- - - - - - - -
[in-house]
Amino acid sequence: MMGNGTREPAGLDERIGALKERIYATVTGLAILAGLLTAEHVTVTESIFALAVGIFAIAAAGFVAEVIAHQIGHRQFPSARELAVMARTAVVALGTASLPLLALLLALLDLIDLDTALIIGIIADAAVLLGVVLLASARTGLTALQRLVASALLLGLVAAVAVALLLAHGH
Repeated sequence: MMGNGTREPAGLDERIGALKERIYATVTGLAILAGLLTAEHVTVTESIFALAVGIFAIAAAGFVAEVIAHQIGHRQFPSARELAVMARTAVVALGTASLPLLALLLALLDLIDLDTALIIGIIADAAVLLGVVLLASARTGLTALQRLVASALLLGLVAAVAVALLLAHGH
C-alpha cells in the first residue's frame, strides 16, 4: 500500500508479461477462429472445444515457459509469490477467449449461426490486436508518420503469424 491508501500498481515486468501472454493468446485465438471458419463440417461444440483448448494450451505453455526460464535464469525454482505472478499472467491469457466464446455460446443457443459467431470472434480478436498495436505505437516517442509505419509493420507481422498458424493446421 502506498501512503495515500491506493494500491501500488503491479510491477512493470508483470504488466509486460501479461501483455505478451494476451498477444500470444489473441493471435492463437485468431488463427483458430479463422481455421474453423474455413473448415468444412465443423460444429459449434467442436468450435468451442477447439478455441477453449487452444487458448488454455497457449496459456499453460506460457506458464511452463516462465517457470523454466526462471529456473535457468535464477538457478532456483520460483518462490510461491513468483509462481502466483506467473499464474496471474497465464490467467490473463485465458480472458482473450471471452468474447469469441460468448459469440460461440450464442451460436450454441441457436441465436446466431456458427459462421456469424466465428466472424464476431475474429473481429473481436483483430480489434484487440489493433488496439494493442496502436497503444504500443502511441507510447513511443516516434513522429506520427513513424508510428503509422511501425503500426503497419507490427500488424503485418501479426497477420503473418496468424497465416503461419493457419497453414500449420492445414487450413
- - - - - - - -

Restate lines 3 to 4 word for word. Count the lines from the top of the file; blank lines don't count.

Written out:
Repeated sequence: MMGNGTREPAGLDERIGALKERIYATVTGLAILAGLLTAEHVTVTESIFALAVGIFAIAAAGFVAEVIAHQIGHRQFPSARELAVMARTAVVALGTASLPLLALLLALLDLIDLDTALIIGIIADAAVLLGVVLLASARTGLTALQRLVASALLLGLVAAVAVALLLAHGH
C-alpha cells in the first residue's frame, strides 16, 4: 500500500508479461477462429472445444515457459509469490477467449449461426490486436508518420503469424 491508501500498481515486468501472454493468446485465438471458419463440417461444440483448448494450451505453455526460464535464469525454482505472478499472467491469457466464446455460446443457443459467431470472434480478436498495436505505437516517442509505419509493420507481422498458424493446421 502506498501512503495515500491506493494500491501500488503491479510491477512493470508483470504488466509486460501479461501483455505478451494476451498477444500470444489473441493471435492463437485468431488463427483458430479463422481455421474453423474455413473448415468444412465443423460444429459449434467442436468450435468451442477447439478455441477453449487452444487458448488454455497457449496459456499453460506460457506458464511452463516462465517457470523454466526462471529456473535457468535464477538457478532456483520460483518462490510461491513468483509462481502466483506467473499464474496471474497465464490467467490473463485465458480472458482473450471471452468474447469469441460468448459469440460461440450464442451460436450454441441457436441465436446466431456458427459462421456469424466465428466472424464476431475474429473481429473481436483483430480489434484487440489493433488496439494493442496502436497503444504500443502511441507510447513511443516516434513522429506520427513513424508510428503509422511501425503500426503497419507490427500488424503485418501479426497477420503473418496468424497465416503461419493457419497453414500449420492445414487450413